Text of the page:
The bitter dried germ of the lotus seed can also be found sold as a restorative tisane (蓮子心茶).
Source : http://en.wikipedia.org/wiki/Lotus_seed
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The plant's association with Christmas began in 16th century Mexico, where legend tells of a young girl who was too poor to provide a gift for the celebration of Jesus' birthday. The tale goes that the child was inspired by an angel to gather weeds from the roadside and place them in front of the church altar. Crimson "blossoms" sprouted from the weeds and became beautiful poinsettias. From the 17th century, Franciscan friars in Mexico included the plants in their Christmas celebrations. The star-shaped leaf pattern is said to symbolize the Star of Bethlehem, and the red color represents the blood sacrifice through the crucifixion of Jesus.
Poinsettias are popular Christmas decorations in homes, churches, offices, and elsewhere across North America. They are available in large numbers from grocery, drug, and hardware stores. In the United States, December 12 is National Poinsettia Day.
Big Spring, Texas is well known for its poinsettias as the "lighted poinsettia capital". When the Comanche Trail Festival of Lights first began the dam at the big spring held four huge poinsettias made of rebar welded together in the shape of a poinsettia flower. Each flower was made up of 5 leaves. The leaves were decorated with red Christmas lights. The four poinsettia flowers were an awesome sight to see entering Big Spring from the south. Each year more flowers were added to the dam and inside the park until Comanche Trail Park has by 2006 added seven poinsettias, making a total of eleven lighted flowers on the dam and countless flowers inside the park, making Comanche Trail Park the Christmas Poinsettia capital.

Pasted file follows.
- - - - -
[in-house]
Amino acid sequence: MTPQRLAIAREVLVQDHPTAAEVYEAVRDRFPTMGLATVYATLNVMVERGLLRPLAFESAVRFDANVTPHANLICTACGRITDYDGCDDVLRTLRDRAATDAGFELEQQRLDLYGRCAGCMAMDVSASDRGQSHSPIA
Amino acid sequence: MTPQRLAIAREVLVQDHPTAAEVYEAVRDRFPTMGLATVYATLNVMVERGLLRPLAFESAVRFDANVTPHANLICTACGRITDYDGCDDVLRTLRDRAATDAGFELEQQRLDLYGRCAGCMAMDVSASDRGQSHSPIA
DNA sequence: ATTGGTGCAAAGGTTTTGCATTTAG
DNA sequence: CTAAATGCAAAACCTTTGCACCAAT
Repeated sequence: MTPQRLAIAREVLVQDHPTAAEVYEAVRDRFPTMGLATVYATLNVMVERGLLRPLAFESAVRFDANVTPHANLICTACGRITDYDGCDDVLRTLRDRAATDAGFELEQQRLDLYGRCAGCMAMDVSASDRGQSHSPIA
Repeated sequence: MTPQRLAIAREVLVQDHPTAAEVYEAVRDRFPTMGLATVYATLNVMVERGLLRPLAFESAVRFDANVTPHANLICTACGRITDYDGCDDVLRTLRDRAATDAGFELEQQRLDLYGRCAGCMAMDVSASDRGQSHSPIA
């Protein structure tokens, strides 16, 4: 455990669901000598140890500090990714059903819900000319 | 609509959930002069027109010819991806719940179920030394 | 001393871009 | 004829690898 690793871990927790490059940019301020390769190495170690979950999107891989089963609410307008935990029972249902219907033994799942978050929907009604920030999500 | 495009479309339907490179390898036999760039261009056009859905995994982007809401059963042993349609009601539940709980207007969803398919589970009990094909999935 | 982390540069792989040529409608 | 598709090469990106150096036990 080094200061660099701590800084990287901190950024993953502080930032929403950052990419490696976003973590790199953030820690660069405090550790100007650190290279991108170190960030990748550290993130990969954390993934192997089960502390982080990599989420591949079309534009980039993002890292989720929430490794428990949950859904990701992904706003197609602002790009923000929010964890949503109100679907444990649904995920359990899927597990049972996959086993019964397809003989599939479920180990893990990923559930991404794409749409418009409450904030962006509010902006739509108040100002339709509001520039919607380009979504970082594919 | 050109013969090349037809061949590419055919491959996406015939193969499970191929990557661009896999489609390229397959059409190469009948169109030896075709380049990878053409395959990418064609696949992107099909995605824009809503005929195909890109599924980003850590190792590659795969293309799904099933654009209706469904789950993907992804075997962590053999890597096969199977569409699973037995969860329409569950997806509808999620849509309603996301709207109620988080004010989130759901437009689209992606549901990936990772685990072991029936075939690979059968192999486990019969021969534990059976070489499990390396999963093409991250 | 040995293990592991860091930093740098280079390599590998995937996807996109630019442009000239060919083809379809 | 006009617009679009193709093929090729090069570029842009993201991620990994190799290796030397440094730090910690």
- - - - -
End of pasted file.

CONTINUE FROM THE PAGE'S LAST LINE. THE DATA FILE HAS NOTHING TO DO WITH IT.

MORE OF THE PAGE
Source : http://en.wikipedia.org/wiki/Poinsettia
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The flowers, seeds, young leaves, and "roots" (rhizomes) are all edible. In Asia, the petals are used sometimes for garnish, while the large leaves are used as a wrap for food. In Korea, the leaves and petals are used as a tisane. Yeonkkotcha (연꽃차) is made with dried petals of white lotus and yeonipcha (연잎차) is made with the leaves. The rhizome (called ǒu (藕) in pinyin Chinese, ngau in Cantonese, bhe in Hindi, renkon (レンコン, 蓮根 in Japanese), yeongeun (연근) in Korean) is used as a vegetable in soups, deep-fried, stir-fried, and braised dishes and the roots are also used in traditional Asian herbal medicine. Petals, leaves, and rhizome can also all be eaten raw, but there is a risk of parasite transmission (e.g., Fasciolopsis buski): it is therefore recommended that they be cooked before eating.
Lotus rootlets are often pickled with rice vinegar, sugar, chili and/or garlic. It has a crunchy texture with sweet-tangy flavours. In Asian cuisine, it is popular with salad, prawns, sesame oil and/or coriander leaves. Lotus roots have been found to be rich in dietary fiber, vitamin C, potassium, thiamin, riboflavin, vitamin B6, phosphorus, copper, and manganese, while very low in saturated fat.